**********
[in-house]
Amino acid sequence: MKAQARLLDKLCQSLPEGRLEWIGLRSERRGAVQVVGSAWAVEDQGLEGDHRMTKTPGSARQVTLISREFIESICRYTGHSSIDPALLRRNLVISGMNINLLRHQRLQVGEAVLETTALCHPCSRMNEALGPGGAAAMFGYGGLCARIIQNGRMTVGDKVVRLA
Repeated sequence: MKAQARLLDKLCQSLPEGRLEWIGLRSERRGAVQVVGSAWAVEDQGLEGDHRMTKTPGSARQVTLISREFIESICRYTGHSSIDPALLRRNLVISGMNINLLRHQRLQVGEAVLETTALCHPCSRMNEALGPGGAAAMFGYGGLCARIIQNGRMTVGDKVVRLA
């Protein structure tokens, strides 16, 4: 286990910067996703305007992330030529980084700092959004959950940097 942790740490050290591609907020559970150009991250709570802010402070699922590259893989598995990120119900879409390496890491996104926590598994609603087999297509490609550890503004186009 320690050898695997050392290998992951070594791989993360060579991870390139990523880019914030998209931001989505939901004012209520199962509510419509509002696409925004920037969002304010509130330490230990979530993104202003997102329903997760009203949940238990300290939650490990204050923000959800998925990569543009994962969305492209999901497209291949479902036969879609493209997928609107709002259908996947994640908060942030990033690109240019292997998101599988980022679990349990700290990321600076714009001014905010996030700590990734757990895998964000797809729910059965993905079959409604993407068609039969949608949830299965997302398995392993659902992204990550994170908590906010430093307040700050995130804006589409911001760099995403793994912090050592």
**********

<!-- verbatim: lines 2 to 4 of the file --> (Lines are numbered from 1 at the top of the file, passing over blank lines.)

Amino acid sequence: MKAQARLLDKLCQSLPEGRLEWIGLRSERRGAVQVVGSAWAVEDQGLEGDHRMTKTPGSARQVTLISREFIESICRYTGHSSIDPALLRRNLVISGMNINLLRHQRLQVGEAVLETTALCHPCSRMNEALGPGGAAAMFGYGGLCARIIQNGRMTVGDKVVRLA
Repeated sequence: MKAQARLLDKLCQSLPEGRLEWIGLRSERRGAVQVVGSAWAVEDQGLEGDHRMTKTPGSARQVTLISREFIESICRYTGHSSIDPALLRRNLVISGMNINLLRHQRLQVGEAVLETTALCHPCSRMNEALGPGGAAAMFGYGGLCARIIQNGRMTVGDKVVRLA
């Protein structure tokens, strides 16, 4: 286990910067996703305007992330030529980084700092959004959950940097 942790740490050290591609907020559970150009991250709570802010402070699922590259893989598995990120119900879409390496890491996104926590598994609603087999297509490609550890503004186009 320690050898695997050392290998992951070594791989993360060579991870390139990523880019914030998209931001989505939901004012209520199962509510419509509002696409925004920037969002304010509130330490230990979530993104202003997102329903997760009203949940238990300290939650490990204050923000959800998925990569543009994962969305492209999901497209291949479902036969879609493209997928609107709002259908996947994640908060942030990033690109240019292997998101599988980022679990349990700290990321600076714009001014905010996030700590990734757990895998964000797809729910059965993905079959409604993407068609039969949608949830299965997302398995392993659902992204990550994170908590906010430093307040700050995130804006589409911001760099995403793994912090050592």